Tate and Lyle considers sale of EU starch, sweeteners business

By Lorraine Heller

- Last updated on GMT

Related tags: New sugar regime, World trade organization, European union, Eastern europe

Ingredients giant Tate & Lyle is considering the sale of its
Food & Industrial Ingredients, Europe (TALFIIE) division, in a
move designed to sharpen its focus on value added ingredients, the
firm announced yesterday.

The announcement follows a review of the business after the EUs adoption of a new sugar regime in July this year.

According to Tate & Lyle, the review determined that the firms TALFIIE division is primarily a commodity led business, and as such is no longer an essential element of its strategy to focus on value added ingredients.

The company is therefore exploring the possibility of the full or partial disposal of the division.

TALFIIE, which employs around 2,500 people in 15 operating facilities across Western and Eastern Europe, currently makes up almost 20 percent of total group sales. In the year ended March 31 2006, the division posted sales of £719m (€1.1bn). Profit before interest came in at £46m (€68m). The division is almost entirely a commodity sweeteners and starches business.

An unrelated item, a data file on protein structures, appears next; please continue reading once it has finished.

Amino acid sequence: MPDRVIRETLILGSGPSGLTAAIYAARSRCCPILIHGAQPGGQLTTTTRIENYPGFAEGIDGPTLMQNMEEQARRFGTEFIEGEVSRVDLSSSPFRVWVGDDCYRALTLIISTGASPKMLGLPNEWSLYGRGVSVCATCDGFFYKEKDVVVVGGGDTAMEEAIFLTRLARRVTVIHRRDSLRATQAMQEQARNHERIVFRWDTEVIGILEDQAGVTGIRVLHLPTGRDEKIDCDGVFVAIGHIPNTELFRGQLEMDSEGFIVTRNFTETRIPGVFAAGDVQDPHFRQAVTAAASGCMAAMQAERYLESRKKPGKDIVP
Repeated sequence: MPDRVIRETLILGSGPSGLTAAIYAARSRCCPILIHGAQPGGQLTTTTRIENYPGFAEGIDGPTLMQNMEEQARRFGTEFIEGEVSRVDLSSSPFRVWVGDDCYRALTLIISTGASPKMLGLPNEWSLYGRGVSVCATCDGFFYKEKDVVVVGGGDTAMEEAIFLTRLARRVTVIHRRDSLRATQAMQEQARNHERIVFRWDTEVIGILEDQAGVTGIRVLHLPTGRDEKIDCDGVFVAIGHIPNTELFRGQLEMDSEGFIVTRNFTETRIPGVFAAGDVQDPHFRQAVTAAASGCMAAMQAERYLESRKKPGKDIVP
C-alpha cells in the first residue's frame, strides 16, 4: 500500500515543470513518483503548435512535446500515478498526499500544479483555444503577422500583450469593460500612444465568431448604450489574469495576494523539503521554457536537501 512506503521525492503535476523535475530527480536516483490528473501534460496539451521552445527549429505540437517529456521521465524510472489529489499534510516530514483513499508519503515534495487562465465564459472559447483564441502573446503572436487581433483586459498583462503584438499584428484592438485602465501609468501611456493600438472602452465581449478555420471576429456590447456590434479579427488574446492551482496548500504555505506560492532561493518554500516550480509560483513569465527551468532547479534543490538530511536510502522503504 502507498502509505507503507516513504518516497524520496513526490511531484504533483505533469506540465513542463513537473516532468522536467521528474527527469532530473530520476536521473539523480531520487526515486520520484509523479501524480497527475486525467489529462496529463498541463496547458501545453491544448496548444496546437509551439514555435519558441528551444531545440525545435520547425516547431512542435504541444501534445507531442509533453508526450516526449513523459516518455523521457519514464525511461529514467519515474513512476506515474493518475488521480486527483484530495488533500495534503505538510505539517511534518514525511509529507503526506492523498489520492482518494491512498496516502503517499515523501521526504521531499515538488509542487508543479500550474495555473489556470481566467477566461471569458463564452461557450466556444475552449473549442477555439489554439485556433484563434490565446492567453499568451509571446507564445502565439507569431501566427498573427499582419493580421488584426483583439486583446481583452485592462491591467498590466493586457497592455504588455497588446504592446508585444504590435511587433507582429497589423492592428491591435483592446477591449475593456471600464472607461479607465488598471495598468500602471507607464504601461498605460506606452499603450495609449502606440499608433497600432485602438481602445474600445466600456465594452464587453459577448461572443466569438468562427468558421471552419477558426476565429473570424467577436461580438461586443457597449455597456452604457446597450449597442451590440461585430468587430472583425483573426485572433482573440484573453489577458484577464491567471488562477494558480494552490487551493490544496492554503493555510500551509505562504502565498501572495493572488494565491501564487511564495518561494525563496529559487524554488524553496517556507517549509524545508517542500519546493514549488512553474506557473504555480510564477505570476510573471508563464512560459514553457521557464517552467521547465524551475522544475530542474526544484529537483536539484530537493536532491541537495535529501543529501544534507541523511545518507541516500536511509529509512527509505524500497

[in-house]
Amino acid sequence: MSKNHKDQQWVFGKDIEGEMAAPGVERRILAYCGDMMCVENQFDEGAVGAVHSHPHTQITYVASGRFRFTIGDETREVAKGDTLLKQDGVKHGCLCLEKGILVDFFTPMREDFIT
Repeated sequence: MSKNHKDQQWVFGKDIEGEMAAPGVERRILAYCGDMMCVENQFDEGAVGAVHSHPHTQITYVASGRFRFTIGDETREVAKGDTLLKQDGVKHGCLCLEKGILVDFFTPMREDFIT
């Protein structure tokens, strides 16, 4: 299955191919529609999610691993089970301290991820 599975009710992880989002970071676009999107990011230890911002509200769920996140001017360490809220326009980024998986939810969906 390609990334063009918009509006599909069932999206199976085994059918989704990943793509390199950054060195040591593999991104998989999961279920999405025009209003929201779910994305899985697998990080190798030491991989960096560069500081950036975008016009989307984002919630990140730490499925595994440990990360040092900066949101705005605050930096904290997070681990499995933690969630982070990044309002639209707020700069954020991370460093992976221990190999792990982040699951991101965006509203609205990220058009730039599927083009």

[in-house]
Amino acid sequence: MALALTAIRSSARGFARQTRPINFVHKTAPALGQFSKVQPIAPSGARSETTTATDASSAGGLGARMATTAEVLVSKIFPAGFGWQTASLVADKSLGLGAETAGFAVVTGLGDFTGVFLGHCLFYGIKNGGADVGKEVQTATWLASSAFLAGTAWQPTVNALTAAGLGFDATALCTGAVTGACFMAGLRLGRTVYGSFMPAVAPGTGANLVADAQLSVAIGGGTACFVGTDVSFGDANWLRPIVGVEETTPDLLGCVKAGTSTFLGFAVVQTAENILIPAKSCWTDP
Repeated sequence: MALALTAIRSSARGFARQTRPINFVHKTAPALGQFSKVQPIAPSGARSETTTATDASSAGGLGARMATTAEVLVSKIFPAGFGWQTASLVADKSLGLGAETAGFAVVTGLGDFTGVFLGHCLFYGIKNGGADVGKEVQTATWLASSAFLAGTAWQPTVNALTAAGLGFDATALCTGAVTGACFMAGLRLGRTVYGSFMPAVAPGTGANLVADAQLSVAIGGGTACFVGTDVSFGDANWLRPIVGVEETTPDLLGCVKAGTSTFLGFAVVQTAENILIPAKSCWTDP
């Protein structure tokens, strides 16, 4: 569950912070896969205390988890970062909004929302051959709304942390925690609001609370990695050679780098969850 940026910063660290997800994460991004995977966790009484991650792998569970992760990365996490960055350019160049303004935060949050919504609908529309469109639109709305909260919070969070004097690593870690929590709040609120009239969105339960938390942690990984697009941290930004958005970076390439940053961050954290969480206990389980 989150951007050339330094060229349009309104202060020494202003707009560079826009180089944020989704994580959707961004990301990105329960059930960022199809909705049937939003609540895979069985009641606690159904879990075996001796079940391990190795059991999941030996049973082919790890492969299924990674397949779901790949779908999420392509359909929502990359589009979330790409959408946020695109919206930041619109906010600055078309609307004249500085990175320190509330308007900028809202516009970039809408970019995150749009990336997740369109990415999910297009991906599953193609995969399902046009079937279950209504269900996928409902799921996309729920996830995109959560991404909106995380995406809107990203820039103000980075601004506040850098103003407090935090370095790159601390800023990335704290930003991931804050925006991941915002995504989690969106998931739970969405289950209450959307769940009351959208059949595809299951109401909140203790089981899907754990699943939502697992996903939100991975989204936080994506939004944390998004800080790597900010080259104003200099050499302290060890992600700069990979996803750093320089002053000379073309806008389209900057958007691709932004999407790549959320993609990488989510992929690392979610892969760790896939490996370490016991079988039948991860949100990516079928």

At Tate & Lyles full year 2006 results, which saw profits fall by 79 per cent, management announced that the division was an asset impairment following the EU sugar reform ruling on sweeteners.

This was implemented on July 1 2006 following complaints from several World Trade Organisation (WTO) members and consumer groups that subsidised sugar production in the EU gave member states an unfair advantage. As a result the EU - the world's third-largest sugar producer - agreed to lower sugar production by 4m tons a year.

And with its European sugar and sweeteners business exposed to this regulatory change, Tate & Lyle said that the interests of TALFIIE and its employees may be best served by the transfer of all or part of the business to an owner whose objectives and strategy are more closely aligned with the business and its investment opportunities.

According to Tate & Lyle chief executive Iain Ferguson, the decision to explore a disposal of the division builds on the recently announced consultation on the surrender of quota in the firms Eastern Sugar joint venture.

Earlier this month, the firm revealed that it could cease its sugar processing operations in Central Europe, which operate in the region through its subsidiary Eastern Sugar, as producers looked to lower quotas in light of the new sugar reforms.

The company yesterday said it will continue to develop its value added food ingredients business in Europe through its Global Food Ingredients Group, which includes Cesalpinia Foods.

It expects to continue to seek to supplement its value added business through the further acquisition of bolt-on ingredient companies.

Tate & Lyle said it will make further announcements as appropriate.

Related topics: Ingredients

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